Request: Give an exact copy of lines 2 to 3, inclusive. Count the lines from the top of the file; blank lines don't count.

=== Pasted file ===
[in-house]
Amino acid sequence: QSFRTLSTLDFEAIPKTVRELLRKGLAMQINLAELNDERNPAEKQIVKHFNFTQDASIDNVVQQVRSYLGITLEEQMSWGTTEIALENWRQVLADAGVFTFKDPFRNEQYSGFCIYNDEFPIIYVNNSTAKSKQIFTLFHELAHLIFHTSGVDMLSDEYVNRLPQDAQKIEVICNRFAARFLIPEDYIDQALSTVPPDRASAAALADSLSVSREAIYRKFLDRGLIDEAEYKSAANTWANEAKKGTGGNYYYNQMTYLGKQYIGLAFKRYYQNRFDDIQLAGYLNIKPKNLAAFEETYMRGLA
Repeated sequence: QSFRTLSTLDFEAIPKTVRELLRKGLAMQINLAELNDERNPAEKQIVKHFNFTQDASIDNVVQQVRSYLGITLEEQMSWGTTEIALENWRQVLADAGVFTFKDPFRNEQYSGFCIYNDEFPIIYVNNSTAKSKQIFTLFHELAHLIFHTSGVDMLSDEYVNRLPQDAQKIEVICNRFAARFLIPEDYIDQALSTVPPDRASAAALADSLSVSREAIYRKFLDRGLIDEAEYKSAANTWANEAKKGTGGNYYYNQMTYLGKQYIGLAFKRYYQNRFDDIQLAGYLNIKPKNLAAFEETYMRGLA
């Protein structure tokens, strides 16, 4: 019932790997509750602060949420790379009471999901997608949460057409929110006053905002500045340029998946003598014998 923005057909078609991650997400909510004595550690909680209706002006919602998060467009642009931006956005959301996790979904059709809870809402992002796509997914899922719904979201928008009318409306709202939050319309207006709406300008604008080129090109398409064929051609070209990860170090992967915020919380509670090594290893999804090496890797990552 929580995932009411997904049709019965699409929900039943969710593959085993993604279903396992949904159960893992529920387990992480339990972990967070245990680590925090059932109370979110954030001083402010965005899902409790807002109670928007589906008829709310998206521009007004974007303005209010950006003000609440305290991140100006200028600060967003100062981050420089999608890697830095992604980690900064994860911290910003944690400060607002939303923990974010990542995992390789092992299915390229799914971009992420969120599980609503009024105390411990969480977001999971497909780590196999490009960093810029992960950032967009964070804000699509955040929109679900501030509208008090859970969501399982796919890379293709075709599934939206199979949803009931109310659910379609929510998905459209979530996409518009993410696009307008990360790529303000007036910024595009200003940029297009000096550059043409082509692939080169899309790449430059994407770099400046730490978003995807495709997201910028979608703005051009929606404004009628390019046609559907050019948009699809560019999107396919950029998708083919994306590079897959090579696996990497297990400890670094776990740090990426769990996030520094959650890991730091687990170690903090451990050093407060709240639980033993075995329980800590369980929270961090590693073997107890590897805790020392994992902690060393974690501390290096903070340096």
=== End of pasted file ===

Amino acid sequence: QSFRTLSTLDFEAIPKTVRELLRKGLAMQINLAELNDERNPAEKQIVKHFNFTQDASIDNVVQQVRSYLGITLEEQMSWGTTEIALENWRQVLADAGVFTFKDPFRNEQYSGFCIYNDEFPIIYVNNSTAKSKQIFTLFHELAHLIFHTSGVDMLSDEYVNRLPQDAQKIEVICNRFAARFLIPEDYIDQALSTVPPDRASAAALADSLSVSREAIYRKFLDRGLIDEAEYKSAANTWANEAKKGTGGNYYYNQMTYLGKQYIGLAFKRYYQNRFDDIQLAGYLNIKPKNLAAFEETYMRGLA
Repeated sequence: QSFRTLSTLDFEAIPKTVRELLRKGLAMQINLAELNDERNPAEKQIVKHFNFTQDASIDNVVQQVRSYLGITLEEQMSWGTTEIALENWRQVLADAGVFTFKDPFRNEQYSGFCIYNDEFPIIYVNNSTAKSKQIFTLFHELAHLIFHTSGVDMLSDEYVNRLPQDAQKIEVICNRFAARFLIPEDYIDQALSTVPPDRASAAALADSLSVSREAIYRKFLDRGLIDEAEYKSAANTWANEAKKGTGGNYYYNQMTYLGKQYIGLAFKRYYQNRFDDIQLAGYLNIKPKNLAAFEETYMRGLA